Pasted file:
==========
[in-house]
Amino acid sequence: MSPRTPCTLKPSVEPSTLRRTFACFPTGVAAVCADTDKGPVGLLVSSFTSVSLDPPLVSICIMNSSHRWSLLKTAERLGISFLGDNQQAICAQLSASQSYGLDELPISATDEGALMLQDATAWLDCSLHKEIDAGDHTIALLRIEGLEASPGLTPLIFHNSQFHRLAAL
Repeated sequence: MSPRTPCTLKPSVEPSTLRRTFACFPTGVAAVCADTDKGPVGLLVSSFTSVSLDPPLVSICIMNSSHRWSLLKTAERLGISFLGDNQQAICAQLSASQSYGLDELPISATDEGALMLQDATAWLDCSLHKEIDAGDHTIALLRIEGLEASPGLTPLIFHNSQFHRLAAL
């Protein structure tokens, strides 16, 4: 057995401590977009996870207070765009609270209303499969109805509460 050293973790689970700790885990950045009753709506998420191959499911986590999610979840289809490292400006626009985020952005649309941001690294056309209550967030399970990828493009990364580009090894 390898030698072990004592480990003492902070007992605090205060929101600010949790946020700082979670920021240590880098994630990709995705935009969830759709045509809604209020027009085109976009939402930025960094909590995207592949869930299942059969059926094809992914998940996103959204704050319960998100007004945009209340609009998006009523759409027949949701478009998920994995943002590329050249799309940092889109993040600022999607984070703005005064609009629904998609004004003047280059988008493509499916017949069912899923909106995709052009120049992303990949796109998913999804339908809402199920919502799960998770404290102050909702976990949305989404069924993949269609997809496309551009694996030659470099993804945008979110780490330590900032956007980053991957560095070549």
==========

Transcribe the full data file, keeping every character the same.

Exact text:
[in-house]
Amino acid sequence: MSPRTPCTLKPSVEPSTLRRTFACFPTGVAAVCADTDKGPVGLLVSSFTSVSLDPPLVSICIMNSSHRWSLLKTAERLGISFLGDNQQAICAQLSASQSYGLDELPISATDEGALMLQDATAWLDCSLHKEIDAGDHTIALLRIEGLEASPGLTPLIFHNSQFHRLAAL
Repeated sequence: MSPRTPCTLKPSVEPSTLRRTFACFPTGVAAVCADTDKGPVGLLVSSFTSVSLDPPLVSICIMNSSHRWSLLKTAERLGISFLGDNQQAICAQLSASQSYGLDELPISATDEGALMLQDATAWLDCSLHKEIDAGDHTIALLRIEGLEASPGLTPLIFHNSQFHRLAAL
């Protein structure tokens, strides 16, 4: 057995401590977009996870207070765009609270209303499969109805509460 050293973790689970700790885990950045009753709506998420191959499911986590999610979840289809490292400006626009985020952005649309941001690294056309209550967030399970990828493009990364580009090894 390898030698072990004592480990003492902070007992605090205060929101600010949790946020700082979670920021240590880098994630990709995705935009969830759709045509809604209020027009085109976009939402930025960094909590995207592949869930299942059969059926094809992914998940996103959204704050319960998100007004945009209340609009998006009523759409027949949701478009998920994995943002590329050249799309940092889109993040600022999607984070703005005064609009629904998609004004003047280059988008493509499916017949069912899923909106995709052009120049992303990949796109998913999804339908809402199920919502799960998770404290102050909702976990949305989404069924993949269609997809496309551009694996030659470099993804945008979110780490330590900032956007980053991957560095070549």